clock menu more-arrow no yes

Filed under:

Rhys Hoskins was Great in 2018 - Except When He Wasn’t

New, 11 comments

Rhys Hoskins was excellent for long stretches of the season. Unfortunately, there were other stretches too.

MLB: New York Mets at Philadelphia Phillies
Rhys Hoskins shown during one of his hot streaks
Bill Streicher-USA TODAY Sports

Rhys Hoskins burst onto the scene in 2017 hitting home runs at a record pace. As he sent ball after ball into the seats, Phillies fans began to believe that the team’s next great hitter had arrived. Some even suspected that we might have the preeminent slugger of his generation on the team’s roster. When Hoskins endured a slump at the end of the season, it didn’t cause too much concern. He was likely fatigued from a long season, and some regression from a record-setting home run pace was expected.

When the 2018 season began, Hoskins resumed his hot-hitting ways. At the end of April, his OPS was a nifty .985, and he was second in the National League with a .457 on base percentage. The slump of September 2017 seemed like a distant memory, and Hoskins had re-solidified his status as the team’s next great hitter.

Unfortunately, the good times did not continue. May was a bad month for Hoskins, as he batted .161 with only two home runs. He continued to walk at a decent pace, but he was also striking out a ton, and often looked lost at the plate. The bad month ended on an especially bad note, as he broke his jaw when he fouled a ball off of his face. (Note: Ouch)

The break may have turned out to be a painful blessing in disguise. When Hoskins returned to the field, he brought with him a fancy new helmet.

More importantly, he seemed to have his hitting mojo back. He seemed to hold a grudge against baseballs for breaking his face, and decided to pay them back by viciously sending them flying into the seats.

People started to joke that any time a Phillie endured a slump, he should try to break his face to snap out of it.

Even with his magical helmet, Hoskins couldn’t sustain the greatness. His bat noticeably cooled heading into the All-Star break, so when he was chosen to participate in the Home Run Derby, many fans were concerned that the experience wasn’t going to do him any favors. (Even though the whole “The Home Run Derby ruins hitters’ swings thing has been shown to be a myth.)

Naturally, the opposite happened.

If you’re paying attention at home, the list of things that helped Rhys Hoskins break out of slumps includes breaking his face and participating in the Home Run Derby. Who needs hitting coaches, right?

Hoskins naturally cooled off again, and spent the final two months of the season being okay. He hit 13 homers in August, September, and October, but only batted .215 during that stretch.

Overall, his offensive numbers looked good: .246/.354/.496 to go along with 34 home runs. Unfortunately, since the Phillies are in the National League which has thus far (stupidly) declined to use the designated hitter, Hoskins is also required to play in the field. He didn’t fare so well in that area.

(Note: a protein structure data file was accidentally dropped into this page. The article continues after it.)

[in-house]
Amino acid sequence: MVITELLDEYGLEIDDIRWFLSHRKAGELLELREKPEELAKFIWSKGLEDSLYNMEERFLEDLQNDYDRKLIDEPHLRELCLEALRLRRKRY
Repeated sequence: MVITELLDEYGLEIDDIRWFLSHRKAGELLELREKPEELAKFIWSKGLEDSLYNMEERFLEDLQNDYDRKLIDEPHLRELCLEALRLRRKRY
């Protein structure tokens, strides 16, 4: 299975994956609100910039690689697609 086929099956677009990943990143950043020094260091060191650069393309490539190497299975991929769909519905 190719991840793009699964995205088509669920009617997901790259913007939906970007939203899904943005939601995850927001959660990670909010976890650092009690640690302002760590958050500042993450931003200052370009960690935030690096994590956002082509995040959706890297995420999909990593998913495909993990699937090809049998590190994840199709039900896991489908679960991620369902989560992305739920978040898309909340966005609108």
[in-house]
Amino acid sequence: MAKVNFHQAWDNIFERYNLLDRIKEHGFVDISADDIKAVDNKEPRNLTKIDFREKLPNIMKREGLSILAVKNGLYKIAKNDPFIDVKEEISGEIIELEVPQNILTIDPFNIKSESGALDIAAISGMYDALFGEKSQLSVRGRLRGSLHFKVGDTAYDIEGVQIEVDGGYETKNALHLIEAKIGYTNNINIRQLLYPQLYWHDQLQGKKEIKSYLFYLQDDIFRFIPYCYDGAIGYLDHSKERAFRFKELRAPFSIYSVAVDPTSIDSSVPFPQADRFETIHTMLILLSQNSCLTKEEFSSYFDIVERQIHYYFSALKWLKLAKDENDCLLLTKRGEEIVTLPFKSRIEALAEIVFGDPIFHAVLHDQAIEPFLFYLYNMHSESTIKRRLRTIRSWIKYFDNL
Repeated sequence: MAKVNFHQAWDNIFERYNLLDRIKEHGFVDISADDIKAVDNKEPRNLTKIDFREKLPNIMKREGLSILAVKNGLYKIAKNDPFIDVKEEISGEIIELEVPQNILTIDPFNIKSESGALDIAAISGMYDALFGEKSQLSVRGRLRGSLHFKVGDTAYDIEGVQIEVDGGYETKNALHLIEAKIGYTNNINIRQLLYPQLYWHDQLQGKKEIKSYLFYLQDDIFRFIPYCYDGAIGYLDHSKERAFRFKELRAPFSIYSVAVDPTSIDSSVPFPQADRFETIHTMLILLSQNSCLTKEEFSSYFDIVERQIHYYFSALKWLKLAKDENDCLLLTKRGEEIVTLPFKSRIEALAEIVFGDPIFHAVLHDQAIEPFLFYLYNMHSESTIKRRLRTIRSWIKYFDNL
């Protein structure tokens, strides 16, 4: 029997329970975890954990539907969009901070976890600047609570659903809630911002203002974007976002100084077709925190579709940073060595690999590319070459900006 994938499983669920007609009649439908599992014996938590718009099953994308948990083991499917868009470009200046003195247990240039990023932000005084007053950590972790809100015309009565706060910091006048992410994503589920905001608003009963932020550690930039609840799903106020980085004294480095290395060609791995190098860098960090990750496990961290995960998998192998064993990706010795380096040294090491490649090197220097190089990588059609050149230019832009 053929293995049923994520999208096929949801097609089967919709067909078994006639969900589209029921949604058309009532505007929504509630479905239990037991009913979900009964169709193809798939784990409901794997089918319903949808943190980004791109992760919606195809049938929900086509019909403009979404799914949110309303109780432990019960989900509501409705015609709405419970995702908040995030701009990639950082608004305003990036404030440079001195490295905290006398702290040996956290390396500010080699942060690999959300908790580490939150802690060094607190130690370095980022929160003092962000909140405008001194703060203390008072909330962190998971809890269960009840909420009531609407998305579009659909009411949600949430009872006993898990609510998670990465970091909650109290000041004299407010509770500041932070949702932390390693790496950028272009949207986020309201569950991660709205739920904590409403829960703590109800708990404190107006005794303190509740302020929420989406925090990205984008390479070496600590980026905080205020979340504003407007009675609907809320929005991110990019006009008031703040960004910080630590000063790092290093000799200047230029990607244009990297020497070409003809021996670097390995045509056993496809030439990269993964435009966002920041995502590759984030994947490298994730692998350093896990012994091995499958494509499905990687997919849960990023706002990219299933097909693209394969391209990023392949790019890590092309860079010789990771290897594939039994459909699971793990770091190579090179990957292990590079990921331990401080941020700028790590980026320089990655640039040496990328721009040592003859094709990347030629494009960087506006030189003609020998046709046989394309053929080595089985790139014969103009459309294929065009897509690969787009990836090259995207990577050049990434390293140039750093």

Hoskins played first base in the minors, but when he arrived in Philadelphia, he was shifted to left field to accommodate incumbent first baseman Tommy Joseph. (That’s right: Moves were made to accommodate Tommy Joseph.) I’ll be charitable and say that he wasn’t an absolute disaster out there considering his lack of prior training. Besides, it was thought to only be a temporary situation. Everyone assumed that the team would get rid of Joseph, and move Hoskins to his natural position.

The team did indeed jettison Joseph...and then replaced him with another first baseman in Carlos Santana. They apparently saw enough out of Hoskins’ in the outfield to think that he could be passable out there. Either they were dead wrong in that assessment, or they really didn’t care about defense at all. (Based on the results of the 2018 season, I’d say the latter was more likely.)

Hoskins was not passable. He was bad.

What’s Next

The team seems to realize that Hoskins is never going to be a good outfielder, so they are rumored to be seeking ways to move him back to first base. (This may happen by moving Carlos Santana to third base, but that’s a different story.) I don’t think he’ll be especially great at first base, but “not especially great” is a step up from “worst at his position.”

Offensively, Hoskins is a good middle of the order piece, but in an ideal lineup, he’d be one of several pieces, and not the main guy. (I used to feel the same way about Wayne Simmonds in terms of being the Flyers’ primary goal scorer.) While he can carry the offense when he’s hot, he has also gone through extended stretches where he isn’t producing much and the offense shuts down. Hopefully, the team is able to acquire another middle of the lineup bat this offseason, and lessens his burden.

It’s also worth remembering that Hoskins is still young. He is 25 years old, and 2018 was his first full season in the majors. It’s possible - and considering his generally good batting eye, likely - that as his career progresses, he’ll figure out how to avoid the slumps that have sometimes plagued him thus far in his career.